The original Joel on Software forums were sort of a progenitor for Stack Overflow. They had strict rules: nothing off-topic was allowed - and discussing the forums themselves was off-topic. So a Joel on Software Off-Topic discussion group was created for all of That Stuff. Joel's forums are still going strong!
What happens if we let a community go on forever? If it's stagnating or not really growing, it's not necessarily making the internet worse. It's just not doing anything. Right? But think about something like an eHow, that has low quality pages that still rank higher for most queries than other pages with real, good information. The Community Team does evaluations of the quality of sites, but they are beginning to make that process transparent to the communities or even have their communities do the checks. Or potentially to hire really deep experts now and then. Or both?
What if we have the best site on the web, but it's for a terrible topic? For example - what if horoscopes.stackexchange.com was the best darn horoscopes site out there. Does the topic still make sense on our engine? This is why proposals are examined so thoughly in Area 51 (and its respective discussion section).
If you haven't checked Area 51 out recently, you should stop by - there are lots of cool improvements that have been made. Robert, Jeff and Rebecca discuss the newfangled Area 51 process, and what sorts of mysterious things happen to a site when it spends its "week" in Private Beta.
Sometimes proposals fail and get closed. Game of Go was one of them. It got shut down, but its questions and its users got migrated over to Board Games - which is one of the ideal ways to handle having a young site shut down. Another positive way to handle the shutting down of a site is to let its users regroup in Area 51 and try the proposal again with a different approach.
"Wouldn't it be simpler to just create a catch-all site, answers.stackexchange.com, and split off topics as they grow large enough for their own sites?" Basically, there is no way to grow acommunity through this method, since all the people there would have nothing in common. A counterexample is the split between Stack Overflow and Programmers - but that wouldn't have worked with someone just asking a question about hardwood flooring on Stack Overflow and having it turn into Home Improvement.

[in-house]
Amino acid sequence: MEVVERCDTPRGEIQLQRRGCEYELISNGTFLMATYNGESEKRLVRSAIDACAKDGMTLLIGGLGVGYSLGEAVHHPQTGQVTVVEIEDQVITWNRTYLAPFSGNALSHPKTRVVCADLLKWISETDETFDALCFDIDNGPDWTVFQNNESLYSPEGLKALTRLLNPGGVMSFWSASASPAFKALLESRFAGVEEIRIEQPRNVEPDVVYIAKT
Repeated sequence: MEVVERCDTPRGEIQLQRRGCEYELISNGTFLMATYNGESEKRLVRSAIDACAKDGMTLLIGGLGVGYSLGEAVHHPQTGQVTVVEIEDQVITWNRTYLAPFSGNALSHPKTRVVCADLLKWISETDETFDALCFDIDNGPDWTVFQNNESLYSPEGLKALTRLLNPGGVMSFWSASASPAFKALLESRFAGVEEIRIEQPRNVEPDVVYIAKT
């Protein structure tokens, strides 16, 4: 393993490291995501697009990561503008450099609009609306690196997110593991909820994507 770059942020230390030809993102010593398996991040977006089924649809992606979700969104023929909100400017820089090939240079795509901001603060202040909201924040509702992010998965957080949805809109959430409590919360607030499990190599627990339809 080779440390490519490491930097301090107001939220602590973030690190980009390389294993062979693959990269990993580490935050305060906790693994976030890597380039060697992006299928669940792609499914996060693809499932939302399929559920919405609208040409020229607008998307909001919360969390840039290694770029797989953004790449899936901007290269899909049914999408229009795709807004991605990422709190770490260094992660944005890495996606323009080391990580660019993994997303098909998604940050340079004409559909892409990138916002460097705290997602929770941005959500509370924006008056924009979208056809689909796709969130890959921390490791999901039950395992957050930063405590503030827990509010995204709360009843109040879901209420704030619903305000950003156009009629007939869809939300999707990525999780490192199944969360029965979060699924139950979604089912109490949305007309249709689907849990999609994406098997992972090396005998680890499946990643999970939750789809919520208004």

Really good moderation is key to everything. There are 260 moderators on the whole network! We start to identify moderators a few weeks into a site's private beta by looking for active meta participants, editing to improve content, voting to close - doing activities other than simply asking and answering questions. This does not necessarily mean that the moderators must be the highest-rep users! That's like asking your grandparents to be ushers at your wedding. Rebecca tells us about the changes that were made to the Stack Overflow election system for the recent moderator election. It involves badges. Learn more about elections! The Android elections are going on now.
We hold chat-casts with moderators every few weeks to open a channel between the Community Team and the moderators. There's also a monthly moderator newsletter with highlights of important announcements. That's so people can get the 5-6 things they need to know without having to be too deeply ingrained in the moderators' chat room or in metas.
Meta Stack Overflow is to the federal government as individual site metas are to state governments. It's possible to spend most of your time on your local site government, and the newsletter will keep you apprised of the changes on the national level.
Moderation and meta activity are huge parts of why Stack Exchange is so awesome, but we can't forget that it's the amazing Q&A engine that makes all that awesomeness possible!
That's it for Podcast #30, which is it for podcasts in 2011. See you next year!